OK, weekend #2 trying to figure this out. I had a neighbor who is a mechanic check it out yesterday. We took pry bars to all the bushings to see where we could get some play. Nothing happened except a very little with the saddle perch and I do mean VERY little. I put it all together today to the same specs the car was at at the beginning and I have -1.5* on each side. At the beginning of all this that same setting created +3*.
So, the car has sat the last couple days on jack stands with the front wheels off. When I lowered it today the front was much higher than normal. I just figured that was because I hadn't moved the car yet and there was binding on the system. After driving it around some the car is now back to a lower height. But it just seems that the several inch difference I saw before and after driving is a bit excessive. I'm wondering if my front springs are bad. I don't really know how to verify if they are. They are pro-motorsport springs from the early '90s. Could bad springs cause any of my camber problems?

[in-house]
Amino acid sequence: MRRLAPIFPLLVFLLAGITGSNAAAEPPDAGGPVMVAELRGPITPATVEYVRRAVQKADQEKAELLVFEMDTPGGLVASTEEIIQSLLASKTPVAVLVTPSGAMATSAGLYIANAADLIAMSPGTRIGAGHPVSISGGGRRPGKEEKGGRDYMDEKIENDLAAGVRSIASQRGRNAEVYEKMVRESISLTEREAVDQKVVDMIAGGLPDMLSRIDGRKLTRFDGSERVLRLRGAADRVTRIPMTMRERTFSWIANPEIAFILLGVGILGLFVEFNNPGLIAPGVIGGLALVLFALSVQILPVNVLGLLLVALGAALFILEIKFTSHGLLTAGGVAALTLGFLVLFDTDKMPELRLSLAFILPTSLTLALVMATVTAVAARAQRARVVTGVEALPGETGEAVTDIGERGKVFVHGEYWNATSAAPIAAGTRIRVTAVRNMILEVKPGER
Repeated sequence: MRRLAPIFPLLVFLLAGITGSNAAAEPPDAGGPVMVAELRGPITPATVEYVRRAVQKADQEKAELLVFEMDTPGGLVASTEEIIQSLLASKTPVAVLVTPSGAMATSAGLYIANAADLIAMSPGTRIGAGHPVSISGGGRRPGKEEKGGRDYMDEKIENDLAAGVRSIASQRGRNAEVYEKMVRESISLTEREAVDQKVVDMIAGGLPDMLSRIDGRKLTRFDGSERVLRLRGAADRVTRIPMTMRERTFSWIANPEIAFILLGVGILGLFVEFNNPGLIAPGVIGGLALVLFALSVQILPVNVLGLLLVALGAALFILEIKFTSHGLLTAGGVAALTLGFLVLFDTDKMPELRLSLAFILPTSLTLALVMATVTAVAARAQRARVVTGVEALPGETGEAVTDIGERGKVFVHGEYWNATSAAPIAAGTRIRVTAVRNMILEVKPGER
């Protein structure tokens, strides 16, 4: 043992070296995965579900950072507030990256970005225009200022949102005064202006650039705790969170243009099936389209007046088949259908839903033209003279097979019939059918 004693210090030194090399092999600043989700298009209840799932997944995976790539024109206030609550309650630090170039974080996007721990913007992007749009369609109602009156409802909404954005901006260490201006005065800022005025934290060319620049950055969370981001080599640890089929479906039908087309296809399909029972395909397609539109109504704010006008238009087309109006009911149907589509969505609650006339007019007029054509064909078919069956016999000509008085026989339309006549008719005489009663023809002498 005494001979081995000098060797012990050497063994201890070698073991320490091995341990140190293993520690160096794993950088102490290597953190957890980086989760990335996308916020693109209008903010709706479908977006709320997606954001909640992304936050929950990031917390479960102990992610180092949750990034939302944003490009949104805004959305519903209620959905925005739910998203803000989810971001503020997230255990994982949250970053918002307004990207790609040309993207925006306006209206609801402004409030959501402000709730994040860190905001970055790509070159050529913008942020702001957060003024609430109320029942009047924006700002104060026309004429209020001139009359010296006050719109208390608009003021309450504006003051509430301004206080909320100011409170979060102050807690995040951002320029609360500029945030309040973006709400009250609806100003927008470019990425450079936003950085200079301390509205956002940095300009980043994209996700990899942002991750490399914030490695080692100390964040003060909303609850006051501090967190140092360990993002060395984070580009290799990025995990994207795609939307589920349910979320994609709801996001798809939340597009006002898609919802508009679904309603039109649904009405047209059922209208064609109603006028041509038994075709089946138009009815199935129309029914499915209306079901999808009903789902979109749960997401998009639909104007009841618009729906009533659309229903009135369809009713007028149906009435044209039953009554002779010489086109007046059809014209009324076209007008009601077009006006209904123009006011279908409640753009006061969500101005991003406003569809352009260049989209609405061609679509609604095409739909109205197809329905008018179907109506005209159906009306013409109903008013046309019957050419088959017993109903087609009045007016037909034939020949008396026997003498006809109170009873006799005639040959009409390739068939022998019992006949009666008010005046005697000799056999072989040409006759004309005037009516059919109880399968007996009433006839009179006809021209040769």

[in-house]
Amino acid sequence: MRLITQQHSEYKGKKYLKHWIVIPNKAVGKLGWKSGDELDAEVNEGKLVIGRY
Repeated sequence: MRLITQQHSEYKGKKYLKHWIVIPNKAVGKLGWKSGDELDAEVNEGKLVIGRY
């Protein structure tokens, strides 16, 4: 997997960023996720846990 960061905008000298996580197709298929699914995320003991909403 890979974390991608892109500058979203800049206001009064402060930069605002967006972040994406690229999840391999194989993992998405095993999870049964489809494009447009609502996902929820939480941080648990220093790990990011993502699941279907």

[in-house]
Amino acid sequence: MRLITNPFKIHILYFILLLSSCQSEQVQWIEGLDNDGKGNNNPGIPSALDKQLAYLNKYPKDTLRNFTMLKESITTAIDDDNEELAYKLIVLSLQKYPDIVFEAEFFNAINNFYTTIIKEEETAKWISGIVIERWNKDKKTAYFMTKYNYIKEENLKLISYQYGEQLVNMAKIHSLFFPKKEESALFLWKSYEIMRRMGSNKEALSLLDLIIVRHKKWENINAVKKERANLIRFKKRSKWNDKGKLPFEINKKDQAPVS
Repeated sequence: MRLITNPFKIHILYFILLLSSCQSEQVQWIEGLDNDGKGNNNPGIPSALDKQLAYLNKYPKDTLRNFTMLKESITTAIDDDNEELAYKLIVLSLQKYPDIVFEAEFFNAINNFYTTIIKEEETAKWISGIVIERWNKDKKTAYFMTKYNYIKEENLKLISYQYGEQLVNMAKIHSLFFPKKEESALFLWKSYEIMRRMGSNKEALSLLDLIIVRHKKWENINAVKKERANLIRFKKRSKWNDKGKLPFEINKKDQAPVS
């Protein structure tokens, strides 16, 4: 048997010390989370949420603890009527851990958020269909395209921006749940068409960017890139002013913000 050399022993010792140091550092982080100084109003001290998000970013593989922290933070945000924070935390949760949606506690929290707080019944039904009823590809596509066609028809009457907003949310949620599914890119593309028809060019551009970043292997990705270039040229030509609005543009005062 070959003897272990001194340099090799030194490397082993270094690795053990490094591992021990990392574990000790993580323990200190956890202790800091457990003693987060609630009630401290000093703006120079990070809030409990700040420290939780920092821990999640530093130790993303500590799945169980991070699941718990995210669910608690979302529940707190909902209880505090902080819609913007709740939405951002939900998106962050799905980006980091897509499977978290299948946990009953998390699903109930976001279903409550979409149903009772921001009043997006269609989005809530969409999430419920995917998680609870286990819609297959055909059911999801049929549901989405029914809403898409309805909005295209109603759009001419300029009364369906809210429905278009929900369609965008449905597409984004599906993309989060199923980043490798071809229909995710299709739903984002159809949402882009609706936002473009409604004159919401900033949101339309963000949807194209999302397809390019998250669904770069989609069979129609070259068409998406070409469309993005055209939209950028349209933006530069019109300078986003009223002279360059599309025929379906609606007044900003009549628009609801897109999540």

If the toe is out driving forward or reverse can push the suspension into a bind and raise or lower the cars ride height, causing the camber to change because of the difference in ride height. Which is why alignment machines use turntables.
1965 Fastback-Scat 331, Dart heads, FPA headers, Air Gap intake, 650 Ultra DP, Cobra pan, Lunati VooDoo cam 61003, C-4, 10 inch converter, Reverse manual valve body,Detroit Truetracw/3.50s, subframe connectors.